% lazbuild MongoDBTests.lpi ... (1008) 2758 lines compiled, 1.1 sec, 3989044 bytes code, 2500148 bytes data (1022) 3 hint(s) issued (1023) 1 note(s) issued % ./MongoDBTests Mongo DB ---------- 1. Direct access 1.1. Direct: - Connect to local server: 6 assertions passed 3.25s - Drop and prepare collection: 6 assertions passed 239.51ms - Fill collection: 353 assertions passed 33.41s 100 rows inserted in 32.40s i.e. 3/s, aver. 324.03ms, 0.9 KB/s - Drop collection: no assertion 510.53ms - Fill collection bulk: 2 assertions passed 2.56s 100 rows inserted in 2.25s i.e. 44/s, aver. 22.51ms, 4.3 KB/s - Graceful reconnect: 3 assertions passed 2.16s - Read collection: 603 assertions passed 3m07 100 rows read at once in 892.18ms i.e. 112/s, aver. 8.92ms, 9.1 KB/s - Update collection: 136 assertions passed 1m01 100 rows updated in 30.67s i.e. 3/s, aver. 306.79ms, 793 B/s - Delete some items: 82 assertions passed 31.43s 20 rows deleted in 6.37s i.e. 3/s, aver. 318.57ms, 514 B/s Total failed: 0 / 1,191 - Direct PASSED 5m22 2. ORM 2.1. ORM: - Connect to local server: 6 assertions passed 3.13s - Insert: 102 assertions passed 33.87s 100 rows inserted in 32.95s i.e. 3/s, aver. 329.58ms, 755 B/s - Insert in batch mode: 104 assertions passed 2.14s 100 rows inserted in 1.84s i.e. 54/s, aver. 18.47ms, 7 KB/s - Retrieve: 1,001 assertions passed 31.26s 100 rows retrieved in 31.26s i.e. 3/s, aver. 312.62ms, 1.3 KB/s - Retrieve all: 901 assertions passed 325.37ms 100 rows retrieved in 325.32ms i.e. 307/s, aver. 3.25ms, 39.8 KB/s - Retrieve one with where clause: 1,000 assertions passed 31.63s 100 rows retrieved in 31.63s i.e. 3/s, aver. 316.37ms, 1.3 KB/s - Retrieve from SQL: 4,709 assertions passed 8.30s 535 rows retrieved in 8.30s i.e. 64/s, aver. 15.52ms, 8.2 KB/s - Update: 902 assertions passed 31.29s 100 rows updated in 30.98s i.e. 3/s, aver. 309.81ms, 0.9 KB/s - Blobs: 2,707 assertions passed 2m03 100 rows updated in 30.99s i.e. 3/s, aver. 309.96ms, 638 B/s - Delete: 843 assertions passed 8.89s 20 rows deleted in 5.52s i.e. 3/s, aver. 276.01ms, 480 B/s - Delete in batch mode: 743 assertions passed 544.53ms 20 rows deleted in 307.30ms i.e. 65/s, aver. 15.36ms, 1 KB/s Total failed: 0 / 13,018 - ORM PASSED 4m35 Using MongoDB 3.6.0 Running on Ubuntu 20.04.5 LTS - Linux 5.4.0-144-generic Compiled with mORMot 2.0.4952 Generated with: Free Pascal 3.3.1 64 bit Linux compiler Time elapsed for all tests: 9m57 Performed 2023-03-04 17:24:04 by pierce Total assertions failed for all test suits: 0 / 14,209 ! All tests passed successfully. Memory Usage Report: Flags: SERVER assumulthrd erms debug repmemleak Small: 2K/200KB including tiny<=128B arenas=8 fed from Medium Medium: 3MB/3MB peak=3MB current=3 alloc=3 free=0 sleep=0 Large: 0B/0B peak=0B current=0 alloc=0 free=0 sleep=0 Small Blocks since beginning: 108K/9MB (as small=43/46 tiny=55/56) 48=30K 32=27K 64=10K 128=8K 112=7K 192=4K 80=4K 240=2K 96=2K 176=2K 144=2K 160=1K 224=896 208=700 528=669 256=468 Small Blocks current: 2K/200KB 32=1K 48=689 352=176 64=81 112=70 128=68 80=41 96=38 880=7 416=7 160=6 192=6 624=4 224=4 1264=3 576=3 %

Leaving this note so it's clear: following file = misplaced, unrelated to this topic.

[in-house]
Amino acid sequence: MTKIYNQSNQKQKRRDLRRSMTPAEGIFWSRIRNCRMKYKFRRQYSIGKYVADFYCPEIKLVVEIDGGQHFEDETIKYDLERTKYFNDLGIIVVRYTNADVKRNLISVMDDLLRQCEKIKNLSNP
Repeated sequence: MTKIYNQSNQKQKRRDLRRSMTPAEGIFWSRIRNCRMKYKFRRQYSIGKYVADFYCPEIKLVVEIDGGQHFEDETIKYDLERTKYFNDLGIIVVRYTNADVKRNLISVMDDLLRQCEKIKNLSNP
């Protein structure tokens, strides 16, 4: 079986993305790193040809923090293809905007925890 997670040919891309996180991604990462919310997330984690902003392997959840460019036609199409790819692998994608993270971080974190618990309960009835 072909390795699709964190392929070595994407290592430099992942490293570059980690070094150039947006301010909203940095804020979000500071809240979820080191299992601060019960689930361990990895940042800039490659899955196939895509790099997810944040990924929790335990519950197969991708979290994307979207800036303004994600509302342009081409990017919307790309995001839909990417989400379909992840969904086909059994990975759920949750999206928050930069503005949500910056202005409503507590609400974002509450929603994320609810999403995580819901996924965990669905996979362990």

Took about 10 minutes to run. Not very fast... To be fair, default region for Try Cosmos DB for free is North America, and I am in Southeast Asia.
Go back to Azure portal, click on
Data Explorer, and marvel at the data just inserted:
In a subsequent post we shall see how to avoid hardcoding our database password in the source code.Tags: Azure, MongoDB, mORMot, Pascal
I switched my Linux laptop to rootless Docker recently.